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Feed fat, ye locusts, feed!
And, in your tasseled pulpits, thank the Lord
That, from the toiling bondman's utter need,

Ye pile your own full board.

How long, O Lord! how long
Shall such a priesthood barter truth away,
And, in Thy name, for robbery and wrong

At Thy own altars pray?

Is not Thy hand stretched forth Visibly in the heavens, to awe and smite? Shall not the living God of all the earth,

And heaven above, do right?

Woe, then, to all who grind
Their brethren of a common Father down!
To all who plunder from the immortal mind

Its bright and glorious crown!

Woe to the priesthood! woe
To those whose hire is with the price of blood —
Perverting, darkening, changing as they go,

The searching truths of God!

Their glory and their might
Shall perish; and their very names shall be
Vile before all the people, in the light

Of a world's liberty.

Oh! speed the moment on When Wrong shall cease — and Liberty, and Love, And Truth, and Right, throughout the earth be known

As in their home above.


[In a late publication of L. F. Tasistro, "Random Shots and Southern Breezes," is a description of a slave auction at New Orleans, at which the auctioneer recommended the woman on the stand as "A Good Christian !"]

A Christian ! going, gone!
Who bids for God's own image ? — for His grace
Which that poor victim of the market-place

Uath in her suffering won?

My God! can such things be?
Hast thou not said that whatsoe'er is done
Unto Thy weakest and Thy humblest one,

Is even done to Thee?

In that sad victim, then,
Child of Thy pitying love, I see Thee stand —
Once more the jest-word of a mocking band,

Bound, sold, and scourged again!

A Christian up for sale!
Wet with her blood your whips — o'ertask her frame,
Make her life loathsome with your wrong and shame,

Her patience shall not fail!

A heathen hand might deal
Back on your heads the gathered wrong of years,
But her low, broken prayer and nightly tears,

Ye neither heed nor feeL

Con well thy lesson o'er,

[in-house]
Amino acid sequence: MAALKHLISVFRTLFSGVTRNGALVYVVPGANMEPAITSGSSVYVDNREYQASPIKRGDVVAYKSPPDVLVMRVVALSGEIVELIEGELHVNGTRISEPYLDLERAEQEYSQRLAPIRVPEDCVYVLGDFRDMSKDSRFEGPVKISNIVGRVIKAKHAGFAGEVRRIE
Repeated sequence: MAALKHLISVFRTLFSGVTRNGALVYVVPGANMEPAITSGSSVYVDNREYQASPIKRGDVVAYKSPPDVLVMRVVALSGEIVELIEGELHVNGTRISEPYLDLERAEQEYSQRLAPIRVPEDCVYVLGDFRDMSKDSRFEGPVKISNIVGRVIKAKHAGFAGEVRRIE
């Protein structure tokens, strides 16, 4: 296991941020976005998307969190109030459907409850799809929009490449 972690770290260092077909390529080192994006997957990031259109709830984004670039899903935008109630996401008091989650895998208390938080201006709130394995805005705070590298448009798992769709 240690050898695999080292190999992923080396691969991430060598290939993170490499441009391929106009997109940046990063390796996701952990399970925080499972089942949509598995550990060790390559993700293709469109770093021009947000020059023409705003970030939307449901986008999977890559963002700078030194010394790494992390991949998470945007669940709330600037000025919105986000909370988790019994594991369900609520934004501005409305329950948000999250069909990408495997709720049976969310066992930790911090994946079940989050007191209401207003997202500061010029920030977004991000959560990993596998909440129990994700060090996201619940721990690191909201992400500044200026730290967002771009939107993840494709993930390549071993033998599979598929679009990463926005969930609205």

Thou prudent teacher — tell the toiling slave
No dangerous tale of Him who came to save

The outcast and the poor.

But wisely shut the ray
Of God's free Gospel from her simple heart,
And to her darkened mind alone impart

One stern command — " Obet !" •

So shalt thou deftly raise
The market price of human flesh ; and while
On thee, their pampered guest, the planters smile,

Thy church shall praise.

Grave, reverend men shall tell
From Northern pulpits how thy work was blest,
While in that vile South Sodom, first and best,

Thy poor disciples sell.

Oh, shame ! the Moslem thrall,
Who, with his master, to the Prophet kneels,
While turning to the sacred Kebla feels

His fetters break and fall.

Cheers for the turbaned Bey
Of robber-peopled Tunis ! he hath torn
The dark slave-dungeons open, and hath borne

Their inmates into day:

But our poor slave in vain
Turns to the Christian shrine his aching eyes —
Its rites will only swell his market price,

And rivet on his chain.f

•There is in Liberty county, Georgia, an Association for the religions instruction of Negroes. Their seTenth annual report contains an address by the Rev. Josiah Spry Law, from which we extract the following: — "There is a growing interest, in this community, in the religious instruction of Negroes. There is a conviction that religious instruction promotes the quiet and order of the people, and the pecuniary interest of the owners."

t We often see advertisements in the Southern papers, in which individual

God of all right! how long
Shall priestly robbers at Thine altar stand,
Lifting in prayer to Thee, the bloody hand

And haughty brow of wrong?

Oh, from the fields of cane,
From the low rice-swamp, from the trader's cell —
From the black slave-ship's foul and loathsome hell,

And coffle's weary chain,—

Hoarse, horrible, and strong,
Rises to Heaven that agonizing cry,
Filling the arches of the hollow sky,

How Long, On God, How Long?

slaves, or several of a lot, are recommended as "pious" or as "members of churches" Lately we saw a slave advertised, who, among other qualifications, was described as "a Baptist preacher."


Is this the land our fathers loved,

The freedom which they toiled to win?

Is this the soil whereon they moved?
Are these the graves they slumber in?

Are we the sons by whom are borne

The mantles which the dead have worn?

And shall we crouch above these graves,
With craven soul and fettered lip?

Yoke in with marked and branded slaves,
And tremble at the driver's whip?

Bend to the earth our pliant knees,

And speak — but as our masters please?

Shall outraged Nature cease to feel?

Shall Mercy's tears no longer flow?
Shall ruffian threats of cord and steel —

The dungeon's gloom — the assassin's blow,
Turn back the spirit roused to save
The Truth, our Country, and the Slave?

Of human skulls that shrine was made,
Round which the priests of Mexico

Before their loathsome idol prayed —
Is Freedom's altar fashioned so?

* The "Times" alluded to, were those evil times of the pro-slavery meeting in Faneuil Hall, for the suppression of freedom of speech, lest it should endanger the foundations of commercial society. In view of the oatrages which a careful observation of the times had enabled him to foresee must spring from the false witness horno against the abolitionists by the speakers at that meetings well might Garrison say of them, "I consider the man who fires a city, guiltless in comparison."

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